Memphis was the capital of Egypt for hundreds of years. Today there is nothing but palms trees and a big monument area in the nearby desert. This is Saqqara. In some ways it is more interesting than the pyramids at Giza. The first pyramids are here. At first they are just a pile of rubble, but then you get a step pyramid (pyramid of Djoser) that is the precursor of the pyramids we all know.
We got to Saqqara early enough to avoid the crowds. In fact, we were just about a half hour ahead of a bus caravan of Germans. They were hot on our heels throughout the area. Going in tour groups has some advantages. You get some lecture by the guide and the numbers help dilute the effect of the ubiquitous pseudo guides who show you how to get into a monument or point you to the clearly marked path and then want money.
I do not believe that the average guide furnishes accurate information. Just listening to those around me I heard all sorts of conflicting stories. The guides’ main goal is to make the listeners happy so that he will get a bigger tip, so he tailors history to suite what he thinks the audiences wants to hear or a narrative that is easier to tell. I am not sure it really matters very much anyway. I cannot believe I just wrote that. Those who know me know that I am very particular about historical accuracy, but in this case the person is going to remember only that he saw something very old. The details will be buried in the sands of time, shrouded in the mist of antiquity or lost like a drunk’s car keys on a dark night, depending on the metaphor you like best. This is tourism, not scholarship.
After Saqqara we went to the probable site of Memphis. Layers of mud had covered the place, but they still sometimes dig out interesting things. There was a giant stature of Ramesses laying on the ground and they built a viewing area around it Ramesses was evidently the vainest man in world history. He wrote his name on everything, including the statues of previous pharaohs, but this was supposedly really him. We got to Memphis a few minutes ahead of the Germans, but that is about all the time it took to see the place.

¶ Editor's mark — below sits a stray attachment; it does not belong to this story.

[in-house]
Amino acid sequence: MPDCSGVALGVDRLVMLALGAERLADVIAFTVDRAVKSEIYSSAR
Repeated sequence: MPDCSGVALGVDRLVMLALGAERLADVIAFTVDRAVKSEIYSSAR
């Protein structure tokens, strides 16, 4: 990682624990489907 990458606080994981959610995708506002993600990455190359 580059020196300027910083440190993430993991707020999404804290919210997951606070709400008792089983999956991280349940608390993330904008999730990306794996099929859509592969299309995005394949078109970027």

Our driver took us to a carpet “museum”, i.e. a place where they show you an exhibit of carpet making for a minute and then try to sell you carpets for the next hour. Drivers get a kickback and I don’t begrudge them this. We went to a papyrus museum yesterday, same thing. And they tried to draw us into a perfume factory. We were immune to these enticements, however, having already been already fleeced at papyrus and perfume museums near the Egyptian museum.
For me the most interesting part of the day was a visit to the Coptic area. Copts still make up about 10% of the population. The churches are reminiscent of the Romans & Byzantines. I like that history. According to the narrative at the museums, Egypt has more relics of early Christianity than anyplace else because the climate preserves them. Besides, Egypt was a center of early Christianity. It is interesting to see how Islam so obliterated Christianity in all but a few pockets in what really was its homeland in Egypt, Syria, Asia Minor and of course the Holy Land itself.
We wanted to go to a nearby restaurant, but the driver told us that we would get food poisoning if we even walked in. He took us to an authentic tourist buffet restaurant. Those Germans who, had been just behind us all day, were now in front and already sitting at the restaurant. We had the Egyptian meal auf deutsch.
It was a busy day. Back at the Marriott we went to the restaurant that called itself Egyptians and called ourselves content. Then a strange thing happened. It rained. People are accustomed to water flowing in the river and are a little surprised to see it falling from the sky. The waiters were all exercised & talking about it. After living in Al Anbar for a couple of months, I understand.I will post pictures of all the things above when I get back to Al Asad.